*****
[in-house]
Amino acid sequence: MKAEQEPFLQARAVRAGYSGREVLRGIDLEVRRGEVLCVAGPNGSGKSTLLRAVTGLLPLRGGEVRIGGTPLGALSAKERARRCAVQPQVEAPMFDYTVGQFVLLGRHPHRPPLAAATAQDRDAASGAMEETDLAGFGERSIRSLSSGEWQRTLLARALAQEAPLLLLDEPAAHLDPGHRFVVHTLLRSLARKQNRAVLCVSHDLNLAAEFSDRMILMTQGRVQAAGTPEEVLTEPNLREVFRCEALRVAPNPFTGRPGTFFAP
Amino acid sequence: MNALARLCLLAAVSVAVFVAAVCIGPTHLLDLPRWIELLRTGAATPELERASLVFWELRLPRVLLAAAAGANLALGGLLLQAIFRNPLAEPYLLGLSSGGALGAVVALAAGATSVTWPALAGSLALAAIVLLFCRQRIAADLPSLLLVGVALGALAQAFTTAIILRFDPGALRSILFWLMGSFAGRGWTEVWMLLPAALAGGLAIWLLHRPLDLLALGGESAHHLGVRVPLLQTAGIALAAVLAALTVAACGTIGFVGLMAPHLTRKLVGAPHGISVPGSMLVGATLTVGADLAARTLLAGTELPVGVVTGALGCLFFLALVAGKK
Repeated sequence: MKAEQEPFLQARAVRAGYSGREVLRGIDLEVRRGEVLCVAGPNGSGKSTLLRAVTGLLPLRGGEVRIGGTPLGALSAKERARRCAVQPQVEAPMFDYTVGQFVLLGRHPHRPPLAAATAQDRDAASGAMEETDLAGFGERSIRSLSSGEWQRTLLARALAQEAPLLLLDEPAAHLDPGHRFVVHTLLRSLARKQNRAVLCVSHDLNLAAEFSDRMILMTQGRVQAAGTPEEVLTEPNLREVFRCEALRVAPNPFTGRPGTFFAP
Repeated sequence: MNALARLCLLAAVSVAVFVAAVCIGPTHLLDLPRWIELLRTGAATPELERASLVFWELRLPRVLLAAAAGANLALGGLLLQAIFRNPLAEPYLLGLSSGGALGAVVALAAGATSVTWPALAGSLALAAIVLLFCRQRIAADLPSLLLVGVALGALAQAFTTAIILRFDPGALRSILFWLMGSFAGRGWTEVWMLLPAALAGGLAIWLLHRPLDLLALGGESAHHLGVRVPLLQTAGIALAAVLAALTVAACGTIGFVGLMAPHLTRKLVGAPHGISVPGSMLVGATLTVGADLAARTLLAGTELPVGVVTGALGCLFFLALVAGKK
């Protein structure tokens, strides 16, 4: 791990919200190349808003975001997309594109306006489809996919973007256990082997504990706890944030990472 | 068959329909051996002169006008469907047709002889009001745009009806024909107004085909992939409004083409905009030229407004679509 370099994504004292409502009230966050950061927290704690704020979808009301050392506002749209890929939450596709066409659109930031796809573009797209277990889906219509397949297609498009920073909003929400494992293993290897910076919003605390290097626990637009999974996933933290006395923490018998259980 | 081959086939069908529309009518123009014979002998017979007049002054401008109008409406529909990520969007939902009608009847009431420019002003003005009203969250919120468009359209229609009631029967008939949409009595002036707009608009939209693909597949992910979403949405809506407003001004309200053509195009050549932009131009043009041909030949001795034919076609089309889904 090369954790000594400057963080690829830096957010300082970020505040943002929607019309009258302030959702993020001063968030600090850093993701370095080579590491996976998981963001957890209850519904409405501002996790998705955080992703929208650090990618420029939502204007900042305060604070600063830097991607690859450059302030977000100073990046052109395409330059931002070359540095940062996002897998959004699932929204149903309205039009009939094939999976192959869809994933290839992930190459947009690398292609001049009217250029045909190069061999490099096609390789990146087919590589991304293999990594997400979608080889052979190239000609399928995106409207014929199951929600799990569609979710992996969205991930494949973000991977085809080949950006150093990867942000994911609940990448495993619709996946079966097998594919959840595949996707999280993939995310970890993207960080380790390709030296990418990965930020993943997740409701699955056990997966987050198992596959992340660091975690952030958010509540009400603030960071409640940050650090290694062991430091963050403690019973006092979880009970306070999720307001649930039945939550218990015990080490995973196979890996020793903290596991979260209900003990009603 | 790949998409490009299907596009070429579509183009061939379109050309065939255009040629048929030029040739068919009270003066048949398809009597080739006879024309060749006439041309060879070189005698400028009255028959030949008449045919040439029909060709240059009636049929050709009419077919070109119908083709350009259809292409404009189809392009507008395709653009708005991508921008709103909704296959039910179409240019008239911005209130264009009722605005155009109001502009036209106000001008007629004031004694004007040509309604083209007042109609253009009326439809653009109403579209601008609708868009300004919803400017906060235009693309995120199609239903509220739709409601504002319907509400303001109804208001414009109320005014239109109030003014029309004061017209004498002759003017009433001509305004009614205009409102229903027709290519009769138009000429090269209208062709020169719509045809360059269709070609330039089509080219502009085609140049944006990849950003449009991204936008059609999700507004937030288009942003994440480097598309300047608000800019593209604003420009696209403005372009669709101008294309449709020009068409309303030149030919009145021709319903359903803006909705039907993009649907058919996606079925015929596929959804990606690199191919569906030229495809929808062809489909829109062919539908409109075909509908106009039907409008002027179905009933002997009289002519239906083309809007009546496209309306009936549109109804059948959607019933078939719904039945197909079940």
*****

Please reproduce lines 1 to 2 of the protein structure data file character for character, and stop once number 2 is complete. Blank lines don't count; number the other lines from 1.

[in-house]
Amino acid sequence: MKAEQEPFLQARAVRAGYSGREVLRGIDLEVRRGEVLCVAGPNGSGKSTLLRAVTGLLPLRGGEVRIGGTPLGALSAKERARRCAVQPQVEAPMFDYTVGQFVLLGRHPHRPPLAAATAQDRDAASGAMEETDLAGFGERSIRSLSSGEWQRTLLARALAQEAPLLLLDEPAAHLDPGHRFVVHTLLRSLARKQNRAVLCVSHDLNLAAEFSDRMILMTQGRVQAAGTPEEVLTEPNLREVFRCEALRVAPNPFTGRPGTFFAP